You are not permitted to download, save or email this image. Visit image gallery to purchase the image.
Dealing with ‘undesirables’
Some varied expressions of opinion were voiced at the Farmer’s Union conference yesterday while the following remit, standing in the name of Mr D. Cameron, of Oamaru, was under discussion: “That this conference again protests against the action of some magistrates ordering undesirables to the country districts.” In moving the remit, Mr Cameron said he had not heard of any case of the kind, but he took it that such decisions had been given because the remit would not otherwise have been passed previously. Mr W.S.D. Trotter moved that the remit be dropped, as no case of the kind had occurred recently, but this view was opposed by several speakers. Mr Jasper Clark suggested that additional state farms should be established, where undesirables could be placed and kept together. Another delegate: “What about sending all the undesirables in the country into the towns.” A chorus of voices: “There are no undesirables in the country.” After the chairman, (Mr J.A. Macpherson) had summed up, it was decided to forward the remit to the dominion conference, and also the Minister of Justice (the Hon E.P. Lee).
Farmers want interest from banks
The meeting of the Otago provincial council of the New Zealand Farmers’ Union held yesterday had before it the following important remit, brought forward in the name of Mr James Begg: “The practice of leaving money on deposit at call with commercial firms has grown up largely because the banks do not pay interest on credit balances. The evils of the practice have been made apparent by the recent enactment of a moratorium covering these deposits. We suggest that steps be taken to bring pressure to bear to compel the Bank of New Zealand to pay reasonable interest on current accounts, as is done in other countries. If this were done, other banks would have to fall into line and the practice referred to above would be minimised.” It was decided to adopt the remit and forward it on to the dominion conference.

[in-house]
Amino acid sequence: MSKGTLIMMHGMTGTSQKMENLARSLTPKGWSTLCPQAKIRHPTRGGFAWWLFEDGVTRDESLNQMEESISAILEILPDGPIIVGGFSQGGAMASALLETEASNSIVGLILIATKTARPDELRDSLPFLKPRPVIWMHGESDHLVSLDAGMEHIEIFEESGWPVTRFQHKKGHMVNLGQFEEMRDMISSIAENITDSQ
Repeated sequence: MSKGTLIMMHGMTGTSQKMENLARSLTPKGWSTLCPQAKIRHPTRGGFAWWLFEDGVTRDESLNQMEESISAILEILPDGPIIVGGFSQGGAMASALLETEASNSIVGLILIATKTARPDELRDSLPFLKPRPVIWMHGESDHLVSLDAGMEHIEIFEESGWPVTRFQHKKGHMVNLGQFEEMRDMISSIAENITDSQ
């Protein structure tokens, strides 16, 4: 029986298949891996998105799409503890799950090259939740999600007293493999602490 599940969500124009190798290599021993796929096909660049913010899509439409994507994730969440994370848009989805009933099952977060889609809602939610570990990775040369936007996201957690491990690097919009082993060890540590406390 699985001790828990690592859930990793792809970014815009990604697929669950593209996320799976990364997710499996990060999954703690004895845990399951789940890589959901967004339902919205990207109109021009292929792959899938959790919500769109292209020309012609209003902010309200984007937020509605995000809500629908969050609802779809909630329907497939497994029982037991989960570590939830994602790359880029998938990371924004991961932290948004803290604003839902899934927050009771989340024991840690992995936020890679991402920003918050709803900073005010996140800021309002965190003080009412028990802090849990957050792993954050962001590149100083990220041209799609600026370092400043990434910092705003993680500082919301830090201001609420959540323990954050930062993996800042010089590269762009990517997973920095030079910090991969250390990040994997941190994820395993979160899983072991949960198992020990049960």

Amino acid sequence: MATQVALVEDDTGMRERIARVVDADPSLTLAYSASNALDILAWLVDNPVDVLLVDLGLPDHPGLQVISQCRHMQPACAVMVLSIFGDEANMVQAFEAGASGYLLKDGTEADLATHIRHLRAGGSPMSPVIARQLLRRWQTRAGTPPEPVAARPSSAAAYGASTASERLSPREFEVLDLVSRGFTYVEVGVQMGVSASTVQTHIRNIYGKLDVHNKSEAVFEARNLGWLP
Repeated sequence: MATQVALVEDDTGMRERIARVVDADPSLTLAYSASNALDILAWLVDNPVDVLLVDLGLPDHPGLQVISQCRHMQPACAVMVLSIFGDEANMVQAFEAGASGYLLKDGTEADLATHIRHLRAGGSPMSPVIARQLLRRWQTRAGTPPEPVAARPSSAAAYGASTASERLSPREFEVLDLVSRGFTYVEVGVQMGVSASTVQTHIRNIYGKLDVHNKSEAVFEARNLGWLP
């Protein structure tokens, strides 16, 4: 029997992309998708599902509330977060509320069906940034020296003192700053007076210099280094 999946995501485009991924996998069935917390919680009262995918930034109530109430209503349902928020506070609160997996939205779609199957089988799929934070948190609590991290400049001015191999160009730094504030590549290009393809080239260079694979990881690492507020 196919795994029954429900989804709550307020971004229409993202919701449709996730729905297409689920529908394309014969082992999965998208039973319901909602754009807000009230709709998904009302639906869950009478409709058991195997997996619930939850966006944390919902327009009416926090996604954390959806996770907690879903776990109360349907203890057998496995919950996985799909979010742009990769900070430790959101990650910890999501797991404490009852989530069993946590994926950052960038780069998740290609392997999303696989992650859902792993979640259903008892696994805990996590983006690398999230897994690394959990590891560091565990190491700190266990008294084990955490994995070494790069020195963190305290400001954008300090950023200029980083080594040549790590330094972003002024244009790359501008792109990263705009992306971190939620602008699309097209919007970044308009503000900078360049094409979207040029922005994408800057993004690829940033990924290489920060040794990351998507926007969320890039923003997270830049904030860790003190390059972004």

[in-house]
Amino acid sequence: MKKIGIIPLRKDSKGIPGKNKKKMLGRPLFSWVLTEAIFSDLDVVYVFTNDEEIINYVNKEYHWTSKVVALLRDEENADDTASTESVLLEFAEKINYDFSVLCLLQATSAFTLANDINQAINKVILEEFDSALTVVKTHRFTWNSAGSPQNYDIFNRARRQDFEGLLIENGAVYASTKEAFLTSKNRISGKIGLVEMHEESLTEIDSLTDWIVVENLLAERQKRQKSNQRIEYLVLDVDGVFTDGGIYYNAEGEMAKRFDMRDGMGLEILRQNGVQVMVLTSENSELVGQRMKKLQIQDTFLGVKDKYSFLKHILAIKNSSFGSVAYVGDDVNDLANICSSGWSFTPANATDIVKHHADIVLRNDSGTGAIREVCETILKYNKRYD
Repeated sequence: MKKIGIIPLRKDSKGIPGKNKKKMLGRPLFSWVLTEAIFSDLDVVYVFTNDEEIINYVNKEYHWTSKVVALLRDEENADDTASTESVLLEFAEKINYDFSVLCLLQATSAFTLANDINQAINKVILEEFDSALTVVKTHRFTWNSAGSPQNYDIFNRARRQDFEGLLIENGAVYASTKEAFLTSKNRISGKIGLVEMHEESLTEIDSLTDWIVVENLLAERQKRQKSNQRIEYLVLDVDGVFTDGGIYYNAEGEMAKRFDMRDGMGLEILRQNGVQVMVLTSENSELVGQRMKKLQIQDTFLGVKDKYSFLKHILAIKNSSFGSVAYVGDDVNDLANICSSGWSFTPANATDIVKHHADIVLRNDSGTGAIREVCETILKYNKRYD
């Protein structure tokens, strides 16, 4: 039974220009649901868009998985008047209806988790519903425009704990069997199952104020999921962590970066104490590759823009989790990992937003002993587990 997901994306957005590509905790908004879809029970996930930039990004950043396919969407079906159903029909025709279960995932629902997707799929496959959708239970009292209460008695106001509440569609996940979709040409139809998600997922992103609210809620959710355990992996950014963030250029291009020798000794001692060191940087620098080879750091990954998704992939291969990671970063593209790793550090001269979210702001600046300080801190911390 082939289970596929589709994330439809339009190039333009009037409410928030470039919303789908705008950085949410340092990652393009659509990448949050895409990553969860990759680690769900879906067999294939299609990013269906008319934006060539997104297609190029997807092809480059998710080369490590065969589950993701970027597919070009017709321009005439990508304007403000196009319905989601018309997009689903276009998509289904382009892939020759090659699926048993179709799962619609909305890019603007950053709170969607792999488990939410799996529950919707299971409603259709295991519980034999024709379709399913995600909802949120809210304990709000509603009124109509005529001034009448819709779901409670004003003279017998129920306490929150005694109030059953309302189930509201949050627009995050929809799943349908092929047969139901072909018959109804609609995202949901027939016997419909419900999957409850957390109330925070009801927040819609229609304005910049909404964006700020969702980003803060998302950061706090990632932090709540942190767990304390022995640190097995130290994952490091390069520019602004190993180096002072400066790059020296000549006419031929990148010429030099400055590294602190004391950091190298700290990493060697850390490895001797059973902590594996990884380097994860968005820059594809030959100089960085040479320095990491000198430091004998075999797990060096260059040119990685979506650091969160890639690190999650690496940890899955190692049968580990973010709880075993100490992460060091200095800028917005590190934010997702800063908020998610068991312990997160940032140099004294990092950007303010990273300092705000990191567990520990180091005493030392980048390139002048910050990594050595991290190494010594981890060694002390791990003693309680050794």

“Sign of the Takahe” rest-house
Mr H.G. Ell, following his policy of dedicating rest-houses on the Port Hills (Christchurch) to native birds (says the Lyttelton Times) has arranged to have a sign of the Takahe, known sometimes as the Notornis, hung on the new rest- house at the tram terminus. The sign will be larger than life size, but the natural colours and the bird’s characteristic attitude, as far as it is known, will be reproduced. The colours in the handsome plumage are olive green, light blue, purplish blue, and blackish blue. Contrasting with these there are crimson legs and feet, a crimson bill and a crimson shield on the forehead, going backwards over the eyes. Only four specimens of the takahe have been found. Two of the specimens are in the British Museum, one is in the Dresden museum, and one is in the Otago Museum.
- ODT, 3.6.1921.